# What is the fastest trajectory for constant acceleration rendezvous?

Suppose you were controlling a space probe floating around in a gravity-less environment, and you wanted to rendezvous with a moving target. That is, intercept the target while matching its velocity, in order to, say, take a sample of an asteroid.

Assuming that this probe's engine is arbitrarily efficient, and the probe was under a constant acceleration, is there some generalized way that you could find the fastest possible method to rendezvous with the target?

Now, when navigating in space, all velocity and position are relative to a reference point. If you measure your position and velocity relative to the target, then the problem is reduced to simply trying to come to a full stop at the origin.

Correct me if I'm wrong here, but the one-dimensional case for this problem seems easy. You determine the optimal approach velocity, which will always be in the direction of the origin, with a speed of $$\sqrt{2A|Z|}$$, where $$|Z|$$ is the probe's distance from the origin, and $$A$$ is the thrust acceleration. Then, you just constantly accelerate in a direction to match this velocity as it changes as you approach the target.

You can do something similar in the two-dimensional case, by accelerating to match an optimal velocity vector which is heading towards the origin, with a magnitude of $$\sqrt{2A|Z|}$$. This works fine until you encounter a case where the probe's initial velocity is significantly perpendicular to the direction towards target, in which case the probe always slightly overshoots and has to quickly turn around.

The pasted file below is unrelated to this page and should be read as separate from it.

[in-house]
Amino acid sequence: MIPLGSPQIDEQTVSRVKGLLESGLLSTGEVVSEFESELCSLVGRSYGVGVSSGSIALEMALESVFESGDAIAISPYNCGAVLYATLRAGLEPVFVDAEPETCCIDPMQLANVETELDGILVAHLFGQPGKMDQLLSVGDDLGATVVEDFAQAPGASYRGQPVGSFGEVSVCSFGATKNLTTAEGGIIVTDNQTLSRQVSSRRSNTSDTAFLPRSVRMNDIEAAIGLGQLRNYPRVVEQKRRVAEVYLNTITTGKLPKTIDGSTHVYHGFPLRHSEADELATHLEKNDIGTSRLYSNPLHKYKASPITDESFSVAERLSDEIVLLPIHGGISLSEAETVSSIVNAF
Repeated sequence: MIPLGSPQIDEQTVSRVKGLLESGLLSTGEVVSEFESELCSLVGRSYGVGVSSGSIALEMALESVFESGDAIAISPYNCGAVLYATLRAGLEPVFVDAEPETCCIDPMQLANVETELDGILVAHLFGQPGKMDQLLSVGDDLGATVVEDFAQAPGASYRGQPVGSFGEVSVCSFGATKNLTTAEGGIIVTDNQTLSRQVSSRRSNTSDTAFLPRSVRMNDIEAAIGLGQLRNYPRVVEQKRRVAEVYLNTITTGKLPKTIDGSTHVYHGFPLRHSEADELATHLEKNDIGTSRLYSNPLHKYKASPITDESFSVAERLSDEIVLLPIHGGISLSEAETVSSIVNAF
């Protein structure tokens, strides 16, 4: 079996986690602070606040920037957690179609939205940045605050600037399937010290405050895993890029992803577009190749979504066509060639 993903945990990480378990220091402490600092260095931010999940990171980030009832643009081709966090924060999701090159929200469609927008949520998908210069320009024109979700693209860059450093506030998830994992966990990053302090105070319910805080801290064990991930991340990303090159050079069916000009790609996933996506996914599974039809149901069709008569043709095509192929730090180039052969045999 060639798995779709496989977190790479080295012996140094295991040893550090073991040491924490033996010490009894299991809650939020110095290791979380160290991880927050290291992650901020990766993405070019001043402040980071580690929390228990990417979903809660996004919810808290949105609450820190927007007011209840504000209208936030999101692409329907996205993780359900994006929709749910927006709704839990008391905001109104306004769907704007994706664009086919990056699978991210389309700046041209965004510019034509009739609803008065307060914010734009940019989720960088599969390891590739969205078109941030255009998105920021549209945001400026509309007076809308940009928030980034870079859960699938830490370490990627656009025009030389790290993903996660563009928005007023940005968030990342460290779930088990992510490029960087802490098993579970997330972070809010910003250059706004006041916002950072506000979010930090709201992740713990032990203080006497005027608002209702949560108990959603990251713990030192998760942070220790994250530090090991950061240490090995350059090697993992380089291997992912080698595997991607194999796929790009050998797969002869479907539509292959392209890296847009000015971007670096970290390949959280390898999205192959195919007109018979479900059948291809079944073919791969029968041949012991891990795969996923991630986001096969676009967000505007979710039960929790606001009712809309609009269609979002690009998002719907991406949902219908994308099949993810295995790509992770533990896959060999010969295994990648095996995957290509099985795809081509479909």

I assume this is because the optimal approach speed is assuming the acceleration is maximally towards or away from the target. If there is any perpendicular component to the constant acceleration, it takes away from the component towards or away from the target, which means that the probe can never quite fully match the approach velocity.

Is there any way to compoensate for this in a way that would cause the approach to be significantly quicker? Or am I going about this problem in completely the wrong way.